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Cheering Public Servants

By “That’s me!” yelped Officer David Naples. The occasion was the 18th Annual Police Valentine Tribute. They and other police officers at the First District Sub-station in SE were hooting and laughing at hearing their names in a song in their honor. The tribute is a favorite tradition of 1D1 officers. Each February, members of Capitol Hill United Methodist Church and Ebenezer United Methodist Church join with other community leaders to thank their neighborhood police for dedicated service to the community.

Besides hearing themselves extolled in song, the officers get a kick out of receiving valentines from church kids and having heart stickers and gag gifts put on them. They also receive hot food, on-the-go snacks, and Joanne Buford’s homemade soup. “Ms. Buford’s soup is legendary,” said Assistant Chief Diane Groomes, a veteran guest and honoree of the event.

Capitol Hill UMC’s Sarah Price led the kids in presenting their giant valentines to the police. Then Price and other parents helped them adorn the officers with heart leis, head hearts, flag fans and other regalia.

The lighthearted event belies the more serious purpose behind the festivities. Other American cities have convulsed with tense exchanges between citizens and law enforcement. Many Capitol Hill residents hope their city can avoid that fate by deepening connections between residents and police.

A new honoree this year was First District Commander Morgan C. Kane, who assumed that post in August. On the job for 18 years, Commander Kane began her career patrolling the streets of the First District, which encompasses all of Capitol Hill. A song congratulating her on her new appointment, “Happy Days for Commander Kane,” was sung to the tune of “Happy Days Are Here Again.” Knowing there would be other children present, the Commander brought her two-year-old son, Cooper. “This was my first time experiencing the tribute for our hard-working officers here in 1D, and it was beautiful,” said Kane. “It warmed my heart to see our citizens honoring our officers this way. And my son really enjoyed it as well,” she added.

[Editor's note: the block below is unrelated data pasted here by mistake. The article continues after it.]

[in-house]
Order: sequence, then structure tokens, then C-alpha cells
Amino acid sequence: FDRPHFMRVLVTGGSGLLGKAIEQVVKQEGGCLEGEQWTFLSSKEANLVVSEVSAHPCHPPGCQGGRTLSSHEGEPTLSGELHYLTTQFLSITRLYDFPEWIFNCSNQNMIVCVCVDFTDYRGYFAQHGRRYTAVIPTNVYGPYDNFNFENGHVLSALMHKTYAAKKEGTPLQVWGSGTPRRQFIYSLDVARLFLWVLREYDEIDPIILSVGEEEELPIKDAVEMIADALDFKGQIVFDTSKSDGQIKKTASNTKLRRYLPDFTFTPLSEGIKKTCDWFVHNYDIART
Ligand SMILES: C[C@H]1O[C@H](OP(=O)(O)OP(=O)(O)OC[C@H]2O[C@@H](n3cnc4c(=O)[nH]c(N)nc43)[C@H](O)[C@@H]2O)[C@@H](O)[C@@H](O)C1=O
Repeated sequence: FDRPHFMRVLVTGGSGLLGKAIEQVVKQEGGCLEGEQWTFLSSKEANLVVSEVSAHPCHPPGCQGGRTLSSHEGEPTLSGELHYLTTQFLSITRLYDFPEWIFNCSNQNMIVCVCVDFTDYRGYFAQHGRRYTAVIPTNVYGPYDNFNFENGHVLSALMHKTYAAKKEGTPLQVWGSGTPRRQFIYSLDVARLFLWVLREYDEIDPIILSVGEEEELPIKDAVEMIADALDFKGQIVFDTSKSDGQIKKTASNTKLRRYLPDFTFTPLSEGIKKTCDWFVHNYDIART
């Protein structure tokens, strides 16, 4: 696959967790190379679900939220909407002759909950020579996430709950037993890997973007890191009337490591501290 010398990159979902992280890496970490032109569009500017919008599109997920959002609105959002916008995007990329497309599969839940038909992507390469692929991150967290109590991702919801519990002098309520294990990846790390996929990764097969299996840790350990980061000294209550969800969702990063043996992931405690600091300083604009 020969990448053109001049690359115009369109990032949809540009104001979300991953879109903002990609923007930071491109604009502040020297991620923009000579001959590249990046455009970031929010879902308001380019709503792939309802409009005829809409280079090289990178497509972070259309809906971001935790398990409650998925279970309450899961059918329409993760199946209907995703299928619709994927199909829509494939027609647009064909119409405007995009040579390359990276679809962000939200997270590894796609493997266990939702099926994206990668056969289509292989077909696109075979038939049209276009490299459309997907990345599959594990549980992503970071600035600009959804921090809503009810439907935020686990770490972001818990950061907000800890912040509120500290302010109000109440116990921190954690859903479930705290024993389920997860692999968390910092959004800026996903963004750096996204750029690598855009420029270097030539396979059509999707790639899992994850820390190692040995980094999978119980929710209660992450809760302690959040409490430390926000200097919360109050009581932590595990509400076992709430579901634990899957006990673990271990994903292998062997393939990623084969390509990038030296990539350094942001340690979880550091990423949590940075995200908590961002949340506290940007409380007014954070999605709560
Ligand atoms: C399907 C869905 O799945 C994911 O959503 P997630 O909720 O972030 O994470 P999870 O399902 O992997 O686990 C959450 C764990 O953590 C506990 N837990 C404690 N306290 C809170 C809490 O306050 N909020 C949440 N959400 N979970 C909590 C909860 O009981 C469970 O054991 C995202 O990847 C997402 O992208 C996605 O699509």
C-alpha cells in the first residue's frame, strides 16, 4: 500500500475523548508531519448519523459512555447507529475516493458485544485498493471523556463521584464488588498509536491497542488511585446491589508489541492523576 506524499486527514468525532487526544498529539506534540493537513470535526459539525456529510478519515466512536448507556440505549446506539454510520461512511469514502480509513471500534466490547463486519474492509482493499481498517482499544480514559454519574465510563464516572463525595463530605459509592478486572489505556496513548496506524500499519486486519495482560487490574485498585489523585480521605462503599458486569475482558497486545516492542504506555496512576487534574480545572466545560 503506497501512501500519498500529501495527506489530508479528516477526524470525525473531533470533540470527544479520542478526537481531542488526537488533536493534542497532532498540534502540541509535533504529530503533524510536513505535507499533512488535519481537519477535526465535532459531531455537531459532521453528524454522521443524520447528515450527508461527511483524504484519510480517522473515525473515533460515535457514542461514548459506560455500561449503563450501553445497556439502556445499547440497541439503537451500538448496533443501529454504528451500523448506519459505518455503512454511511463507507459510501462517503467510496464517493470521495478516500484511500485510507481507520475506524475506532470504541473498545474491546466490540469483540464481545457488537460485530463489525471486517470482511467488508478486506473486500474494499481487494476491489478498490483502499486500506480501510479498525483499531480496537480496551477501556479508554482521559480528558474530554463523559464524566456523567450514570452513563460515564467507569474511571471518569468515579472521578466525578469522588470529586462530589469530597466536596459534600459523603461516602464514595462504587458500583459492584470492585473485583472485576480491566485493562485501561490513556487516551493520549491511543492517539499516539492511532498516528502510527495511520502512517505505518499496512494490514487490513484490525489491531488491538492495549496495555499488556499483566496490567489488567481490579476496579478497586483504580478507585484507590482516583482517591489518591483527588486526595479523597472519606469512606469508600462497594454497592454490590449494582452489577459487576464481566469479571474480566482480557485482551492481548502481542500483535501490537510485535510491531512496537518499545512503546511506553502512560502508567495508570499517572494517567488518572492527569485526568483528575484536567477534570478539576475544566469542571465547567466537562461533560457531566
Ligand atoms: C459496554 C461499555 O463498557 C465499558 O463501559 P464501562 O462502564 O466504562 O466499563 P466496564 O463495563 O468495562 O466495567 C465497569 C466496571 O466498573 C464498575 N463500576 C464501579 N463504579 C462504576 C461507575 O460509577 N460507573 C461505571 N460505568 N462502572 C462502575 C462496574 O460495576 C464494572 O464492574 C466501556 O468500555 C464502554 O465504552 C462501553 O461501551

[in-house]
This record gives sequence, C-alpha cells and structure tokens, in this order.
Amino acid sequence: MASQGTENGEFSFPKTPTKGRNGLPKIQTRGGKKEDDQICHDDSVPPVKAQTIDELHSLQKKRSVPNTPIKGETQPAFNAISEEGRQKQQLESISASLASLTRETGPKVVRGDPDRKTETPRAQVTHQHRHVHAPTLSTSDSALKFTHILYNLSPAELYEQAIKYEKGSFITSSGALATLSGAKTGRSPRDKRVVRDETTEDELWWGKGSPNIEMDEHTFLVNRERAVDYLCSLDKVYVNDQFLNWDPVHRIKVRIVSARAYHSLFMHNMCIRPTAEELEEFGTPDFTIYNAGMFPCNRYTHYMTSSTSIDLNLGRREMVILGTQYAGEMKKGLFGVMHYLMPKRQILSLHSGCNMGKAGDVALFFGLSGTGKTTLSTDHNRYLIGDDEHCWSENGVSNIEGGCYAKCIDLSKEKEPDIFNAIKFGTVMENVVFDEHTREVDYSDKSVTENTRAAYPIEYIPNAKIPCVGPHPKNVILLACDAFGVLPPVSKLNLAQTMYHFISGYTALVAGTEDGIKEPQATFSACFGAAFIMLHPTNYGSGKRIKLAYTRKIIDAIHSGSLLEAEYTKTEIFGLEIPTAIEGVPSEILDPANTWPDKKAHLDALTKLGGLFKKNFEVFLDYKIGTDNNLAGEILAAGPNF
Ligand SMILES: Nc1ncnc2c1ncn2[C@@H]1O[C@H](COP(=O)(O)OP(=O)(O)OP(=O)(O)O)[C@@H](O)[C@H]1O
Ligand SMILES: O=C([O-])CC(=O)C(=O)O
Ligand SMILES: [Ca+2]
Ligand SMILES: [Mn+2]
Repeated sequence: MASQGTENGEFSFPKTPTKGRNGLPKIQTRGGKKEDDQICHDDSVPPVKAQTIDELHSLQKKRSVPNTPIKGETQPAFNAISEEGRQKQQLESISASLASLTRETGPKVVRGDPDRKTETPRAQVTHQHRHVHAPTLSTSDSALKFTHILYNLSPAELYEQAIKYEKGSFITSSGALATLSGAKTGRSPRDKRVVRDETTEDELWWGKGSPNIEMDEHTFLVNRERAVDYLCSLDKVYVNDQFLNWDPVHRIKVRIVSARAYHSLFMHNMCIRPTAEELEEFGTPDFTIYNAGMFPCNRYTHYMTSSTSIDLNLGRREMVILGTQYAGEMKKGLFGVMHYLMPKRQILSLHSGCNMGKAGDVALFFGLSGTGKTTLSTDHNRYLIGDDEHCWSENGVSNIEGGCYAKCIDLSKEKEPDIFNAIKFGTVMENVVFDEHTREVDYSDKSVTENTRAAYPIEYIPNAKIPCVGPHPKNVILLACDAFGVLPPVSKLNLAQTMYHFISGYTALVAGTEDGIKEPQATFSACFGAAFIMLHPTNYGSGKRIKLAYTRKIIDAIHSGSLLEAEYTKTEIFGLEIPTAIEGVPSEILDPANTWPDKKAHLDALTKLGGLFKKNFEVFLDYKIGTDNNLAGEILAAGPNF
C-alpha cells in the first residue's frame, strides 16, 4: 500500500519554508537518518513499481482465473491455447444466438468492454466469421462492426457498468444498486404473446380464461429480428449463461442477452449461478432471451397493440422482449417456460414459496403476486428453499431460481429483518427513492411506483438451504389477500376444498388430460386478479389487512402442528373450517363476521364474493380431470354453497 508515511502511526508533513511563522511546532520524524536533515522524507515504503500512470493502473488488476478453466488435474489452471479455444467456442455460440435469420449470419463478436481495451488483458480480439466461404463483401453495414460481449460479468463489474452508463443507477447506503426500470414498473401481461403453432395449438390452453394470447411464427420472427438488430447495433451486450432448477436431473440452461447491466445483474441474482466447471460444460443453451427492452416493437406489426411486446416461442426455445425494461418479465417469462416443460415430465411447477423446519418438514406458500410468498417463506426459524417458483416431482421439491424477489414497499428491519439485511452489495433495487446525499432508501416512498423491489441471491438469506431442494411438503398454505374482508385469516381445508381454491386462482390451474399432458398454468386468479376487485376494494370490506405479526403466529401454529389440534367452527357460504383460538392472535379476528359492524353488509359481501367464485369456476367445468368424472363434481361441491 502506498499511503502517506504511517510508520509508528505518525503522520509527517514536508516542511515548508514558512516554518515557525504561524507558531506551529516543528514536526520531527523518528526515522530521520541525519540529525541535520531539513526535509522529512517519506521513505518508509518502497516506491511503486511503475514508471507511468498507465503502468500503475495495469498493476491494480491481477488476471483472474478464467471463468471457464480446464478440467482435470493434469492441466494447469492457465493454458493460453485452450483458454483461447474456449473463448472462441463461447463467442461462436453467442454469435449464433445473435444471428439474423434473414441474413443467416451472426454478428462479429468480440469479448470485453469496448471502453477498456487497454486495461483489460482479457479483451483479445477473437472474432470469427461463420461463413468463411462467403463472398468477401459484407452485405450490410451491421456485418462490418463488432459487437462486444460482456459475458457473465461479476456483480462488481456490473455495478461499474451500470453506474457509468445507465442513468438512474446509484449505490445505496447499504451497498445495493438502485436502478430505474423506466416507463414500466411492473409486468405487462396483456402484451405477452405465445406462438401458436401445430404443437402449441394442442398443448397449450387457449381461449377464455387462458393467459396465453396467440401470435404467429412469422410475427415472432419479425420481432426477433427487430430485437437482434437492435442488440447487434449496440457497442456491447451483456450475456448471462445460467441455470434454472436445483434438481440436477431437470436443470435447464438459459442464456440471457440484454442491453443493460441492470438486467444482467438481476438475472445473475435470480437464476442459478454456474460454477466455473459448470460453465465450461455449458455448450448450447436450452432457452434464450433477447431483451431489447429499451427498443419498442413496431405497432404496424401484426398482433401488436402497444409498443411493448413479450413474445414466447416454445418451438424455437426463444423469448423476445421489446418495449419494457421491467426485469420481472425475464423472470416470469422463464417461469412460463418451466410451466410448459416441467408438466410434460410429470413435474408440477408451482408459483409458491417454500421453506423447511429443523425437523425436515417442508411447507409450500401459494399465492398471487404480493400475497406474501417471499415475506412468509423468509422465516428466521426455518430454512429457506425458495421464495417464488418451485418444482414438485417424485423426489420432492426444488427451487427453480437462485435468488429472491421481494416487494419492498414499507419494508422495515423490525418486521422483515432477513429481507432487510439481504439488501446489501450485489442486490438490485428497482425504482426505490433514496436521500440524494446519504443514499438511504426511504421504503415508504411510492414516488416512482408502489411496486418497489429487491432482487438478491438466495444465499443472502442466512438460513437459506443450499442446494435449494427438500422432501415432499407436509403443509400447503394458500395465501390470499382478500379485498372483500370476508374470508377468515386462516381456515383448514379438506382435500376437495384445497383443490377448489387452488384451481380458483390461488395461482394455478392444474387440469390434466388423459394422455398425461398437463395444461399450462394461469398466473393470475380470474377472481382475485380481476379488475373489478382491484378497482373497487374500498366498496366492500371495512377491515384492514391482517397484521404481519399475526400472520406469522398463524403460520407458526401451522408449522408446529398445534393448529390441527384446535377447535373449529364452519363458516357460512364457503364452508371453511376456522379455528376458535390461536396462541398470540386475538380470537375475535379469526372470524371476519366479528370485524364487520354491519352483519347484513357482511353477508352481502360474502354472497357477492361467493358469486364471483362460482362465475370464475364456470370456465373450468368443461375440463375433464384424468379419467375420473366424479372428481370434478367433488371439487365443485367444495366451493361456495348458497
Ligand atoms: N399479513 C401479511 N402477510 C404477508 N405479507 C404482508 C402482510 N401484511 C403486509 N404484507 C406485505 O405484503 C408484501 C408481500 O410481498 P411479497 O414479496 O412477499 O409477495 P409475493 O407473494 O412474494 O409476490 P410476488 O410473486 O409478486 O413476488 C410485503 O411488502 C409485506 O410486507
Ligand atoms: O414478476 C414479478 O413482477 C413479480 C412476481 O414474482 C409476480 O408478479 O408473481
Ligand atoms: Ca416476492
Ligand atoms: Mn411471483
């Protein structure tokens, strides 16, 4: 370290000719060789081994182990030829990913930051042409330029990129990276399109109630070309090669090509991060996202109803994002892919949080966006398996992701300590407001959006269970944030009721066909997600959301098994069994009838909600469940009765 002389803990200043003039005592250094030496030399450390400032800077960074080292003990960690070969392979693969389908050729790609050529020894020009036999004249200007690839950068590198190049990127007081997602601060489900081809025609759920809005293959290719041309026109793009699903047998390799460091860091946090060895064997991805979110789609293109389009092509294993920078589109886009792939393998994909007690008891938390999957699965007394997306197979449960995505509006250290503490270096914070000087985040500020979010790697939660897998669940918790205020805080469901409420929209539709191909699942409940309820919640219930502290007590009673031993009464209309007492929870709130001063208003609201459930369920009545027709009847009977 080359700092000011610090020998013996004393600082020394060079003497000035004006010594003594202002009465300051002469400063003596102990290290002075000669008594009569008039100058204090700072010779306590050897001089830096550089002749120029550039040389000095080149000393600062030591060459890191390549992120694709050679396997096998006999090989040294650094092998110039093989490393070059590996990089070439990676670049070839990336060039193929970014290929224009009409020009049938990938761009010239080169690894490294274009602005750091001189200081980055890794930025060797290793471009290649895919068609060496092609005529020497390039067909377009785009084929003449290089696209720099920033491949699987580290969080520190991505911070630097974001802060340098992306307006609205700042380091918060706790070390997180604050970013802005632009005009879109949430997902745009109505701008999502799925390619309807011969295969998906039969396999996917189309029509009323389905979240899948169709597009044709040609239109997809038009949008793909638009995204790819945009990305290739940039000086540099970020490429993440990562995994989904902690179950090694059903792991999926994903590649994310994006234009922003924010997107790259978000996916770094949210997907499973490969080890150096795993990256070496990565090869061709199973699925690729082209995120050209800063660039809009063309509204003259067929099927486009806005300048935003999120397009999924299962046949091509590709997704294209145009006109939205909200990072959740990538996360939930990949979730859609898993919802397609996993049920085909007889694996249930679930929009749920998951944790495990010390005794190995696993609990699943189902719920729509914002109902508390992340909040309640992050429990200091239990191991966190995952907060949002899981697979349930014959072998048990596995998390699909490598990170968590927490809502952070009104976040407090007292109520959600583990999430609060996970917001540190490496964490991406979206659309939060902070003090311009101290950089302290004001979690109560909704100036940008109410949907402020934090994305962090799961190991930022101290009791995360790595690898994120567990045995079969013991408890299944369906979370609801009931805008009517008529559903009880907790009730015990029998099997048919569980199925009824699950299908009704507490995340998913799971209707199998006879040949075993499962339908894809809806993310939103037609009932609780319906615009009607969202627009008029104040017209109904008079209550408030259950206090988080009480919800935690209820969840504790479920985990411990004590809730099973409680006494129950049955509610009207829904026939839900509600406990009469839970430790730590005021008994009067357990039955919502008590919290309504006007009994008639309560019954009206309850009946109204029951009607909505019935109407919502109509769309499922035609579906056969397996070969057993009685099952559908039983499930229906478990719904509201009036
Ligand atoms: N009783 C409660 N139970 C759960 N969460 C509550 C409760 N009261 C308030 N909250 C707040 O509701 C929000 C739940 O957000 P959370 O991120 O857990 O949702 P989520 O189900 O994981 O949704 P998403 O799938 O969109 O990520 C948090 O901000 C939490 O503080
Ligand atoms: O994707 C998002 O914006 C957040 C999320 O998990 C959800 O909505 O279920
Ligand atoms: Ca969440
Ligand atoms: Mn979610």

Another new honoree was the new head of 1D1, Captain John Knutsen. Church members chanted a cheer in his honor, forgiving the New York native for, among other things, being a lifelong Giants fan. “I feel so honored to have been a part of this event. It exceeded any expectations I had. The level of effort and personalization was amazing. This event is a great affirmation of the community support for our officers,” said Knutsen.

Attending from Council member Charles Allen’s office was his Chief Counsel, Nicole Opkins, also a fan of the event. This year she brought her seven-year-old daughter Tara. “Tara and I were proud to join our neighbors in recognizing the dedicated and hard-working men and women of the 1D1 – and police officers everywhere. Capitol Hill UMC always does a great job of putting together this festive event,” said Opkins.

After the big group song, entitled “Keepers of the Peace,” featuring double solos, pulsating Adele music and a 30-person chorus, Capt. Knutsen said, “I hadn’t expected anything like this. Wow.” First-timers Mary Louise Powell and Willie Reyes Ortiz said through grins: “How fun was that! Count us in for next year. We wouldn’t miss it,” said Powell.

As residents poured out, the next shift of officers arrived. CHUMC member Joanne Buford, arriving late, was received like royalty. She personally served her famous soup. “I put some extra aside for Asst. Chief Groomes,” she said. Meanwhile, the church folk, still humming songs they knew would be intractable earworms, were already thinking ahead to next year.

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